The Oxford English Dictionary is a great book and its regular revisions have provided fascinating snapshots of how language has changed over the last few generations. But now, according to John Simpson at the OED, the ways in which they publish their revisions are being changed to pay particular attention to "important English words whose meanings or application have developed most over the past century".
Which means that in the latest set of revisions we get heaven and hell, computer, gay and that old favourite, f**k. The revisions include some interesting points about the words' etymologies (their origins and development over time) and give us a sense of how language changes to reflect a changing world.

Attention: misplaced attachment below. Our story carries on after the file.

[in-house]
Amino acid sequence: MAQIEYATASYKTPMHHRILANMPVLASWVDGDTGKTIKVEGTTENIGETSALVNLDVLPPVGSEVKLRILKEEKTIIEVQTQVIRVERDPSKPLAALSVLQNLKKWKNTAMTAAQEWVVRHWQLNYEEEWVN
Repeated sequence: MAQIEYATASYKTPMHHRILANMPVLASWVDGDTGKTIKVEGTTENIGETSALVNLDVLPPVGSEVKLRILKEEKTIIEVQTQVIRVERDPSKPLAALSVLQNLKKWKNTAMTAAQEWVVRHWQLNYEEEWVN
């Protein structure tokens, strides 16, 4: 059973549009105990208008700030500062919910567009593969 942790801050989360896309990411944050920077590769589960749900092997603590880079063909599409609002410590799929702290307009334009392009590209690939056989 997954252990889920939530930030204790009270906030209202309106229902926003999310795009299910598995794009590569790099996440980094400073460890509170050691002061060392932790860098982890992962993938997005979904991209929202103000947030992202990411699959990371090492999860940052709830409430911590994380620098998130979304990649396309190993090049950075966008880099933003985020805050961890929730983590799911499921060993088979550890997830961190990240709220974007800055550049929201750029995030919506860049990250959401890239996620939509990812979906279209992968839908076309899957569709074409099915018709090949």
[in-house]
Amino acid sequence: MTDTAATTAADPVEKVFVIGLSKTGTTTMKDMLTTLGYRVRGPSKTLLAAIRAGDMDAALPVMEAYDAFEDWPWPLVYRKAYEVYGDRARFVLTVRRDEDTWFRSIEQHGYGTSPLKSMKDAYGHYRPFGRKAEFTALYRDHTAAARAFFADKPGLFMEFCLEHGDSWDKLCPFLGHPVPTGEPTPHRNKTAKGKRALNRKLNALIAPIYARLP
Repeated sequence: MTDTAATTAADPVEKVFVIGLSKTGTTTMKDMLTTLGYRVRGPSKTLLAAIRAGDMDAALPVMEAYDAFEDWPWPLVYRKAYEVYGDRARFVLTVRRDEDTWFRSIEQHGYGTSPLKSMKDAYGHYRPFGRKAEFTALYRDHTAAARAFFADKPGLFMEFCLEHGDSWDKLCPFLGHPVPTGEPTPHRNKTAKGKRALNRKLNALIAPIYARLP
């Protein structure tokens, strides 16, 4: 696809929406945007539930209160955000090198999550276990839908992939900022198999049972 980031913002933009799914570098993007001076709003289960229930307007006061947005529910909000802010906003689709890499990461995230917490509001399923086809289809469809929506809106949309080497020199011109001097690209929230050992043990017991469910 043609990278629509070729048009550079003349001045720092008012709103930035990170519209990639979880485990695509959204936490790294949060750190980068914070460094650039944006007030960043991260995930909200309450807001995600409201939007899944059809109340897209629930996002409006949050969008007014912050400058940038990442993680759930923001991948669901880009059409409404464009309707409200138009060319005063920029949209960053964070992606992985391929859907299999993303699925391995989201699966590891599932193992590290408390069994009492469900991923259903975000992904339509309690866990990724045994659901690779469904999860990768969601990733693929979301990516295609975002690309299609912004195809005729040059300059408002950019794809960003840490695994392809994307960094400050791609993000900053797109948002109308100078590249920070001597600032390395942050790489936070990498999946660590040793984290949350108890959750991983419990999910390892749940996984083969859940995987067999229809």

The link to this update came from the excellent World Wide Words website, which itself has a very good piece on the origins of the verb to denigrate - literally to blacken - which has come in for some stick recently over its perceived racist connotations. Check here to find out more.
And this has also been covered here in The Guardian 24th March 2008.
ENA5 - Language Change
ENA1 - Language & Representation
I don't normally blog opinion pieces on here but thought I'd share this one as I was asked to write a few things for the TEFL Worker...
As part of the Original Writing section of the NEA, students will be required to produce a commentary on their piece. This blog post will pr...
As lots of students are embarking on the Language Investigation part of the Non-Exam Assessment, I thought it might be handy to pick up a fe...
When Dan asked what he should post about next on this blog, one of the most common responses was this, the World Englishes topic. Maybe ...